Journal Relationships

Life is Too Short for Fake Cheese and Fake Friends

Written by Whitney Fleming

I’ve been an extrovert my entire life.

I make small talk with the cashier at the grocery store. I’ll chat with my Uber driver on the way to the airport. I’ll start a conversation with the dad standing off to the side at a soccer game or the mom sitting alone at the PTA meeting.

I just find it’s easier to get through this life if you’re pleasant.

And because I’m a joiner, I have a diverse circle of Mom friends from all walks of life. I think it’s important to open yourself up to different perspectives and life opportunities.

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But although I don’t mind idle chit-chat or keeping the conversation going at a school event, as I get older, there is one thing I know for certain: as the saying goes, “Life is too short for fake cheese or fake friends.”

You see, I’m in the thick of it right now. I have three active teens/tweens, a full-time job, a husband who travels and a high maintenance dog that demands loads of attention. On good days, I’m a hot mess. On bad days, I’m holding it together with duct tape and a prayer.

I want to be a good person, a good friend, but I don’t have time for games. I can’t spend my few free hours on “friends” who only call when they need something or are passive aggressive when we have a misunderstanding. I don’t want to worry about every word that comes out of my mouth or getting judged on my every move. I don’t want to compete with other women, in how we look, or parent, or by the success of our kids. 

And I’m just too tired at the end of each day to pretend I’m something I’m not.

Ain’t nobody got time for that.

I need friends who believe the best of me, even when I’m at my worst; friends who cheer me on every step of a new adventure and cry with me when I shoulder pain; friends who show up with a bottle of wine after a bad day and coffee after a sleepless night.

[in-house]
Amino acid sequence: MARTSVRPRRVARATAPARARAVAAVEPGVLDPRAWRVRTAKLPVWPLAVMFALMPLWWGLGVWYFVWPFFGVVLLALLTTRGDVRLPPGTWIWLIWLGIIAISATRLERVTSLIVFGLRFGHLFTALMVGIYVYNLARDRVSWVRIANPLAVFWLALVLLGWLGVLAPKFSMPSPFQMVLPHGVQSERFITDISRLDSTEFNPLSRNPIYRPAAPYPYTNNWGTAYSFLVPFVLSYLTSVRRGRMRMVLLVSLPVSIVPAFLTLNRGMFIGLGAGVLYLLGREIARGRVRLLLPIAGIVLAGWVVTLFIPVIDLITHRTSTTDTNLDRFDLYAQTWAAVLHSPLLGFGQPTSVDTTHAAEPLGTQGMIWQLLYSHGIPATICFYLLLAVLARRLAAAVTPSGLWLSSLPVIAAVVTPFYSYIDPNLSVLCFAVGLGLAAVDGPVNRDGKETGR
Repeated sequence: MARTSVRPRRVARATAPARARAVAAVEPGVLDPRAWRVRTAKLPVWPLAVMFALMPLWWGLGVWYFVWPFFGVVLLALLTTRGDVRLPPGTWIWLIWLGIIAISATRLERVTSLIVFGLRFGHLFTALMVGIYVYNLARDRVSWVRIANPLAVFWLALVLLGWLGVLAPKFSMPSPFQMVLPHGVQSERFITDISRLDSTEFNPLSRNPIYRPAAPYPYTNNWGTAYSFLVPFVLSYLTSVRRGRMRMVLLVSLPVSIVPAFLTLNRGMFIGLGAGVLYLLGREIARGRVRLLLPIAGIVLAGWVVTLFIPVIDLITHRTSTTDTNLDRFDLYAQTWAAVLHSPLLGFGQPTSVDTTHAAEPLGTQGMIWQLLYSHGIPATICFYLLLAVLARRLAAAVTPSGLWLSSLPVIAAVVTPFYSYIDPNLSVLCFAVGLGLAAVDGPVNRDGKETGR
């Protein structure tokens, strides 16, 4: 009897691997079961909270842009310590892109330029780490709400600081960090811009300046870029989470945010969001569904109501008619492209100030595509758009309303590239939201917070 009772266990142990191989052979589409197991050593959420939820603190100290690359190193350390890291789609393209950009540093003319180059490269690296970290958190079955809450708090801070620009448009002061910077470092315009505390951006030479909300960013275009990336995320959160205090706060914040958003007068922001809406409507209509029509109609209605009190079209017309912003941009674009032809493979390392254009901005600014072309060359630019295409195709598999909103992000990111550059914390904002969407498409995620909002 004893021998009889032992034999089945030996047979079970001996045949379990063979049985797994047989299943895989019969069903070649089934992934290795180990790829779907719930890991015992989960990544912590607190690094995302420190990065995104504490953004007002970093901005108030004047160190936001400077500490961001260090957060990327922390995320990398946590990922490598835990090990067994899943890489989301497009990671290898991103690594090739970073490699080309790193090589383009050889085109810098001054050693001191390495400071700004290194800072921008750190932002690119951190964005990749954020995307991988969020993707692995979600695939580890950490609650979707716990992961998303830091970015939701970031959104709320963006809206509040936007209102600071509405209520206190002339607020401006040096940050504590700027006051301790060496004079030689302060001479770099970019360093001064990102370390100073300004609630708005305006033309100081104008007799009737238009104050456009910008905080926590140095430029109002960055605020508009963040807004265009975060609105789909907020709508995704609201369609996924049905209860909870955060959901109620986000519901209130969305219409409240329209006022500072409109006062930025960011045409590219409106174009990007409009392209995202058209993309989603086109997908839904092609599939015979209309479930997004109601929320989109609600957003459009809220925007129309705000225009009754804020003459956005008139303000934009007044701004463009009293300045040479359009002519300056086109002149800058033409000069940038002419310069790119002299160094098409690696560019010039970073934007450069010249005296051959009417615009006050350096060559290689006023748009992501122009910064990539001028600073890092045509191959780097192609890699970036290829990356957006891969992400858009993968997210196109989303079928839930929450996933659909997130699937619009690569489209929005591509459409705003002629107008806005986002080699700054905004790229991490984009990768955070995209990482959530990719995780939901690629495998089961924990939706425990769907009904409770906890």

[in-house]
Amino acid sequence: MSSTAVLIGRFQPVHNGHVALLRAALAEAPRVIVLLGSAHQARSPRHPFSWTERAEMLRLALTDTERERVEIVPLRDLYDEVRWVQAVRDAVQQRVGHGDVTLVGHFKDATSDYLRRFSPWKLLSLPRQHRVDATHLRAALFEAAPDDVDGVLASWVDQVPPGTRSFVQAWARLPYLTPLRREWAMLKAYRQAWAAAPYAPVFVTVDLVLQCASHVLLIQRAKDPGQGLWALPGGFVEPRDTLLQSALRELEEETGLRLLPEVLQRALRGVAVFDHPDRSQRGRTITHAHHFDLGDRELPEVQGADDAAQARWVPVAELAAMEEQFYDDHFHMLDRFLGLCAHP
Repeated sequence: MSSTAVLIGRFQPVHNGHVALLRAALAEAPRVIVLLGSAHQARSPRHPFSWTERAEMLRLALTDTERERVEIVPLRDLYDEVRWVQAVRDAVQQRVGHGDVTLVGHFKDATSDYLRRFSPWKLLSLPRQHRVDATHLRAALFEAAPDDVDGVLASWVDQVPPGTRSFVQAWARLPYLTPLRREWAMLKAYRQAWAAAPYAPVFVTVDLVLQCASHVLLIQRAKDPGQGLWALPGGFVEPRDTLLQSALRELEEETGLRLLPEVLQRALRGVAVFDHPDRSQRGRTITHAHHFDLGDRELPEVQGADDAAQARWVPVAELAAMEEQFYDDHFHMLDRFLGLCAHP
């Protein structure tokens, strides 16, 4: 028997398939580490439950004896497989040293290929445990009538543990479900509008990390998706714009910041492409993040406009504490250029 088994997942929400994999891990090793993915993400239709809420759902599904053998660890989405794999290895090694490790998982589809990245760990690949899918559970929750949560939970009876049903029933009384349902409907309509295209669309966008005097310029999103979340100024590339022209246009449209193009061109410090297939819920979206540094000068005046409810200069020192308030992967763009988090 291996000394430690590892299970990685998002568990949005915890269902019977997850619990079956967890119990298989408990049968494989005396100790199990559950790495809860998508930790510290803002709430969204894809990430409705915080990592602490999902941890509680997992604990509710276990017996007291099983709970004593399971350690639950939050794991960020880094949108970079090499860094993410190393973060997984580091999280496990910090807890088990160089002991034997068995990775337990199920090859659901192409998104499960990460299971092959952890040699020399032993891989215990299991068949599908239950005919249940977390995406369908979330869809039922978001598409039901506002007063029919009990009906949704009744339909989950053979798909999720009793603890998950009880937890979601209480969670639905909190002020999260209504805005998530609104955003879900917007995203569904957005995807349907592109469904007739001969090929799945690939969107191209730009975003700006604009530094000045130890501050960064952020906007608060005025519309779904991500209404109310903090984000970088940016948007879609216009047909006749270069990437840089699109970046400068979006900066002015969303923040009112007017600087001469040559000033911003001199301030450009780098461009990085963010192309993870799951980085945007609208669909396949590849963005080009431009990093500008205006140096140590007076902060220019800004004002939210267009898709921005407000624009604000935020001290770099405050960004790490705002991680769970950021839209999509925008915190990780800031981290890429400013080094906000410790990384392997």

And friends who know I will do the same.

I want to be with moms who tell their stories from the trenches, the ones where they talk about struggles in their marriages or their fears for their kids. I love the women who openly share their miracle skin care cream and admit their counters are only clean because they shove their stuff in a drawer. I need to be with people who don’t cringe when I tell them I faced depression or that I constantly struggle with my relationship with one of my daughters.

I want friendships that fill me up, because no one is ever satisfied after eating fake cheese.

I’m a lucky girl. I have made—and sustained—friendships that satisfy my hunger for the real. We’ve been through the births of our children and the deaths of some of our parents. We’ve held hands at the funerals of friends and shared teary good byes as we watched moving vans cart our belongings across the country. We’ve cried tears of joy for kids we love as our own reach milestones and shared pizza on evenings when we thought we couldn’t be mothers for one more minute—surviving only because we had each other.

We’ve had hard conversations when honesty—no matter how brutal—was the kindest thing we could offer, and held our tongues when we knew someone needed to rant. We’ve given advice about sex and encouragement when dealing with a difficult mother-in-law. We’ve bared our souls in every way and kept secrets safe from the outside world.

No judgment. No expectations. No animosity. No keeping score.

Only love, acceptance and a whole lot of laughter.

Life is short, and you never know what tomorrow will bring.  

Find friends who fill your life up with joy and support you no matter what.

Just don’t waste one second of it though, by eating fake cheese.

You might also like:

To the Tired Mom in the Middle of the Night

I Don’t Have Many Friends, But I Have True Friendship

My Dear Daughters, Friendship is So Hard

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About the author

Whitney Fleming

Whitney is the mom to three tween daughters, a communications consultant and blogger. She tries to dispel the myth of being a typical suburban mom although she is often driving her minivan to soccer practices and attending PTA meetings. She writes about parenting, relationships, and w(h)ine on her blog Playdates on Fridays http://playdatesonfridays.com/